Send to

Choose Destination
Rev Infect Dis. 1985 Nov-Dec;7(6):802-8.

Variations in host responses and the pathogenesis of human onchocerciasis.


Different immune responses to Onchocerca volvulus cause considerable variation in clinical manifestations of human onchocerciasis. Onchocercal lesions result from inflammatory reactions involving immunologic mechanisms; the role of the immune system in pathogenesis is emphasized by the phenomena accompanying accelerated worm destruction during microfilaricidal chemotherapy (e.g., eosinophilia, changes in total immunoglobulin level, and anaphylactic symptoms). Although most pathologic changes are associated with the microfilarial stage, the extent to which circulating antibodies are directed against antigens in the adult worm or its uterine constituents is unknown. Microfilarial destruction can be mediated by antibody to the surface-associated antigens of the worms and enhanced by complement; a correlation exists between the presence of these antibodies and punctate keratitis. Heterogeneous immunologic components are associated with the surface of dermal and nodular microfilariae in vivo. Preliminary findings indicate that the level of O. volvulus-specific immune complexes is inversely proportional to the microfilarial load. To monitor a patient's clinical status and immunologic response, a quantitative system dividing symptoms into those associated with active responses to the microfilariae and those representing long-term consequences of these reactions is suggested.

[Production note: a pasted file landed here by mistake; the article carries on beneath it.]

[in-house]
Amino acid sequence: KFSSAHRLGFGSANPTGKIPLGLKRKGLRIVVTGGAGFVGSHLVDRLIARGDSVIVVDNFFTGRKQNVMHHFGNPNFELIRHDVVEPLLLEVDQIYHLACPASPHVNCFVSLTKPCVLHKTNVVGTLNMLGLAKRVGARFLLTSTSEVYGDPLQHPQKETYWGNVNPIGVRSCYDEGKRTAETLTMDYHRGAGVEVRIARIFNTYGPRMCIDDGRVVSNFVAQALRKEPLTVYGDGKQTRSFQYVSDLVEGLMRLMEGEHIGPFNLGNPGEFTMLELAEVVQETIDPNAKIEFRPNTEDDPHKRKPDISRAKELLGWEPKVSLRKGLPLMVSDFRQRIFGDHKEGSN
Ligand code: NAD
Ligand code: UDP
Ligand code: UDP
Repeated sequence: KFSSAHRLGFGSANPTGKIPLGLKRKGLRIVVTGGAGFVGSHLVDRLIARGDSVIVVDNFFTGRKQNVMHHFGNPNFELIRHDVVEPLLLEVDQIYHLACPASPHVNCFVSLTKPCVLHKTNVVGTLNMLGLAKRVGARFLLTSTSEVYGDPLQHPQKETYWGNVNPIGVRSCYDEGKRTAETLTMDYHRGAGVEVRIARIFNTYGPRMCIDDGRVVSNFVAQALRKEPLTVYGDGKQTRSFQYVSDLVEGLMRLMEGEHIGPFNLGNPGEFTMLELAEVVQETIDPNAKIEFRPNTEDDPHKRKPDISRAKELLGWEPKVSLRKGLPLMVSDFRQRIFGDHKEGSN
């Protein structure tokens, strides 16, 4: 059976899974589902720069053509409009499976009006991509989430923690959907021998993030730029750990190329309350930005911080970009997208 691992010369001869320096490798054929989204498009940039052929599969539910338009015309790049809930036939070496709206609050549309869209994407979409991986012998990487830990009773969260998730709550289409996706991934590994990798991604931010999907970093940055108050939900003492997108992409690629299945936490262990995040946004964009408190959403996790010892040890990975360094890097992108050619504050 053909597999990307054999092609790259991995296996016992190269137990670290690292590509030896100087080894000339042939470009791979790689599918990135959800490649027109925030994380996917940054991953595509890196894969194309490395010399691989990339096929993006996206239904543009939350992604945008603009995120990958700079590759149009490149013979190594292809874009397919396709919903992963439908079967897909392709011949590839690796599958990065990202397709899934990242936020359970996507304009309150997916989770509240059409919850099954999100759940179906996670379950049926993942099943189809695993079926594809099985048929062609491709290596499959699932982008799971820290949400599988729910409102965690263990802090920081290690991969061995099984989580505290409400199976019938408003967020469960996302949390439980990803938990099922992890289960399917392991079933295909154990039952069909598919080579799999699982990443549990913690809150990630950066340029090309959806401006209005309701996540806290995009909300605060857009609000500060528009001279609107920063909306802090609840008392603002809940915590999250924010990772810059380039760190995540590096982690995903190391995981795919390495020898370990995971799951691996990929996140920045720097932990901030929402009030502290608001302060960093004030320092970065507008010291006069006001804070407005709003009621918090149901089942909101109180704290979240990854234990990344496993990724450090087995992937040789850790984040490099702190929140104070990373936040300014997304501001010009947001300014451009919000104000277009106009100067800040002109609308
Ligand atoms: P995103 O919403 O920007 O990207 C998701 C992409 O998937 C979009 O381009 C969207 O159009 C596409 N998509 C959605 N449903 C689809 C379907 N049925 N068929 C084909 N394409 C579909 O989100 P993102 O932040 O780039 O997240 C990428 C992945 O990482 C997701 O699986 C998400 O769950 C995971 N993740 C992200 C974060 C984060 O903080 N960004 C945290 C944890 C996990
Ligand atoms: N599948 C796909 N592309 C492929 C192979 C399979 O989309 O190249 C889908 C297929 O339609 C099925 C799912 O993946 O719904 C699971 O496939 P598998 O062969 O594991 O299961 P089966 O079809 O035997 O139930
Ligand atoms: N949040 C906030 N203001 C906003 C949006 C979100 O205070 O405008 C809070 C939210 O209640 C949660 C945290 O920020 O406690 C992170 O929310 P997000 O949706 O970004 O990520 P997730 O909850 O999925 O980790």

[Indexed for MEDLINE]

Supplemental Content

Loading ...
Support Center